Original source: The Financial Review | Chanticleer
Written by Tony Boyd, 22 June 2015
Weird movements in Australian share prices like those seen last Friday afternoon could become commonplace according to a leading fund manager who says “market manipulation” is bad for Australia’s image overseas.
John Abernethy, chief investment officer at Clime Asset Management, says the combination of fast-growing superannuation balances and a slow-growing economy will have significant implications for equity markets.
Abernethy was commenting on the weird movements in a range of small and large cap stocks on Friday afternoon just before the market close.
Here are some examples of strange last-minute trading in stocks last Friday: Brickworks shares traded in a narrow range all day and then fell 4 per cent in the last minute of trading; Cedar Woods Properties jumped 1.8 per cent and then fell 5.5 per cent in the last minutes of trading; Australian Industrial REIT jumped 7 per cent shortly before the close and then fell 2.5 per cent; and the Reject Shop jumped 3.7 per cent before falling 5.7 per cent in the last couple of minutes of trading.
“What we are seeing now is the early signs of what is going to become a bigger and bigger problem over the next 10 years,” Mr Abernethy said.
“The economy is not growing enough for the growth in the super system. Wealth will be destroyed if there is nowhere to invest it.
“Market manipulation really is becoming an issue.
“It needs to be addressed if Australia wants to maintain international confidence in the Australian equity market.”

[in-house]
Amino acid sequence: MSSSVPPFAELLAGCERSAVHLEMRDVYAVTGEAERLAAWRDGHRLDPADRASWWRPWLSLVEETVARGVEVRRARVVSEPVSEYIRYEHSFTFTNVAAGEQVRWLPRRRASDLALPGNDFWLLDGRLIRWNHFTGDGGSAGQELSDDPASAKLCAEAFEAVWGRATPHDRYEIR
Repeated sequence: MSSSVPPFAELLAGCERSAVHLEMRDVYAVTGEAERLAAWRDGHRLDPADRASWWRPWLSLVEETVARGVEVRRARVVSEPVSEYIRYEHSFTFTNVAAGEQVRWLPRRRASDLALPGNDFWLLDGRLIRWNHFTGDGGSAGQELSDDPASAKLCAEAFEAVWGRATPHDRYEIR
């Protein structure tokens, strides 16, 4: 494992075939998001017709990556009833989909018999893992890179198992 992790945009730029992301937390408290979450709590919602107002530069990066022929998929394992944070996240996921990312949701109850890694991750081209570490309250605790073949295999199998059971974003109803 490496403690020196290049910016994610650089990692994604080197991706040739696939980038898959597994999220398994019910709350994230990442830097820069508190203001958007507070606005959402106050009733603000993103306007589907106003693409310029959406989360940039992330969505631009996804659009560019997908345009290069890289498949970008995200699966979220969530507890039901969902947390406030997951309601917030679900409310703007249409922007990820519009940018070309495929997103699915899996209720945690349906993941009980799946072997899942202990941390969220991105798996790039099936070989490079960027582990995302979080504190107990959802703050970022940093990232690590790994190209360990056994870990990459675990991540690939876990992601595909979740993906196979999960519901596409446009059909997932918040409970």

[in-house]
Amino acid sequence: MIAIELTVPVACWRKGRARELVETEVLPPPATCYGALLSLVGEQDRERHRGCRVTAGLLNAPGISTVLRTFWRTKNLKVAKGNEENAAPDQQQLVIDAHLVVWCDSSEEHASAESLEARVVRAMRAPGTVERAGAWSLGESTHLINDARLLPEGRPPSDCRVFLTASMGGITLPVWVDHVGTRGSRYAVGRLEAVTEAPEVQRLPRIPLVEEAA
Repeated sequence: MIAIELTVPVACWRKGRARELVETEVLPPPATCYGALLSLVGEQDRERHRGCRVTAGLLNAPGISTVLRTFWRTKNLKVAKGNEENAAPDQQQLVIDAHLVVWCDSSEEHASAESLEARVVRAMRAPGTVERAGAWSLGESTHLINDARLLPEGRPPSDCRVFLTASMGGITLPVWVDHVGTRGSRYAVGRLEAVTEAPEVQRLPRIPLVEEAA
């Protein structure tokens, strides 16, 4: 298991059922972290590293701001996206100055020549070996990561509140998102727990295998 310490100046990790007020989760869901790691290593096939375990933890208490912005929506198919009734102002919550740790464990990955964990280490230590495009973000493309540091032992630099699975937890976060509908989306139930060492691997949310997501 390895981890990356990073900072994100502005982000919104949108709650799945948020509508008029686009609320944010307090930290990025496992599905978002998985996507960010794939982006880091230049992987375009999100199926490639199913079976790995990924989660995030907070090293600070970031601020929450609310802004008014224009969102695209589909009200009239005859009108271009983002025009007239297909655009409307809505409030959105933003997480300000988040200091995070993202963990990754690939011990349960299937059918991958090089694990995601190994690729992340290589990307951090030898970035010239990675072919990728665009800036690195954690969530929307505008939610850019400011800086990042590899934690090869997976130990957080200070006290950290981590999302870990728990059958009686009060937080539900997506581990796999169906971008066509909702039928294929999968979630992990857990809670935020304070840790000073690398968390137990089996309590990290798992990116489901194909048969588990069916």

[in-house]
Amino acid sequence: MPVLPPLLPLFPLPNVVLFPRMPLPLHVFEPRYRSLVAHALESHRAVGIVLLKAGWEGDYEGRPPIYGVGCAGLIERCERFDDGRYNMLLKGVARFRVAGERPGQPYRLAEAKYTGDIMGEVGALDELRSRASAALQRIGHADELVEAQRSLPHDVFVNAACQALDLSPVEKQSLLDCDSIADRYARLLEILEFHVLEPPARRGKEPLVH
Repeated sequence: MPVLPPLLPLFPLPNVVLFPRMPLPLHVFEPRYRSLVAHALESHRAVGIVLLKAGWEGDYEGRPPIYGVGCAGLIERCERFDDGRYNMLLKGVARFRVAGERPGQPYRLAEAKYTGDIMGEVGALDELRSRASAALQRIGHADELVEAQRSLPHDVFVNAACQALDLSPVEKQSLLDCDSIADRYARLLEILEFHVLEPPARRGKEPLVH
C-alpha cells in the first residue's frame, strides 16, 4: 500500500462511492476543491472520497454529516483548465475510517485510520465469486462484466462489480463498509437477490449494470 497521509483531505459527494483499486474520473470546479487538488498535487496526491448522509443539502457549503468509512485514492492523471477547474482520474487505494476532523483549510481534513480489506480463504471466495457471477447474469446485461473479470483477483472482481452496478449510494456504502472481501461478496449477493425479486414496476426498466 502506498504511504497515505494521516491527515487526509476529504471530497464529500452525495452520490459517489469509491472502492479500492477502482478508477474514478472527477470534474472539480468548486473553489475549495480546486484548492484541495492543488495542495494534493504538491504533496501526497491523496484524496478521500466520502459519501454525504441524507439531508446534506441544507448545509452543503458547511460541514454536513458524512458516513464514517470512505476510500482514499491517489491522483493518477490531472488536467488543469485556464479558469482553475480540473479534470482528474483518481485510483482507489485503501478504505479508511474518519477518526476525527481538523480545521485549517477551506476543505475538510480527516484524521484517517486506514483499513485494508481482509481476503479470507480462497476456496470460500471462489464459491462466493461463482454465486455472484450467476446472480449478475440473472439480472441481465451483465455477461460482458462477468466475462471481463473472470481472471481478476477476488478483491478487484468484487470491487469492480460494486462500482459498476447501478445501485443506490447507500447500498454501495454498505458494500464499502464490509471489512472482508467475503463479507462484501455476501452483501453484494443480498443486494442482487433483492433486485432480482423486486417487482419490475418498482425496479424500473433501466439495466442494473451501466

Another fund manager and a dealer on a leading trading desk said the strange movements seen on the market Friday afternoon were typical of what happens when a fund manager mandates change.
They said that there are many mandates changing in Australia at the moment and that is having an impact on share prices as the funds transition from one fund manager to another or to in-house managers.
“A lot of mandates have changed in Melbourne and some of the transition managers just want to get out,” one dealer said. “It can really affect illiquid stocks.”
Mr Abernethy said the movements on Friday could have had a negative or positive impact on the superannuation balances of members in funds with daily unit pricing.
“Anyone who retired on Friday with money in managed funds with unit pricing is either extremely lucky and had a windfall gain or is suffering losses,” he said.
“The amount of funds that have to be invested in Australian equities is swamping the amount of available opportunities.
“These moves in stocks are just going to get worse as funds have to resort to derivatives trading for arbitrage, hedging and market manipulation to move indices to give a false impression of returns.”
“This goes right across the market from small caps to big caps and is related to what index is relevant for the underlying fund manager’s performance and bonuses.”
The Australian Securities and Investments Commission routinely investigates sudden movements in stock prices. It is particularly interested in movements in prices just before the close or at the end of a month, quarter or financial year.
Original Source: Australian Review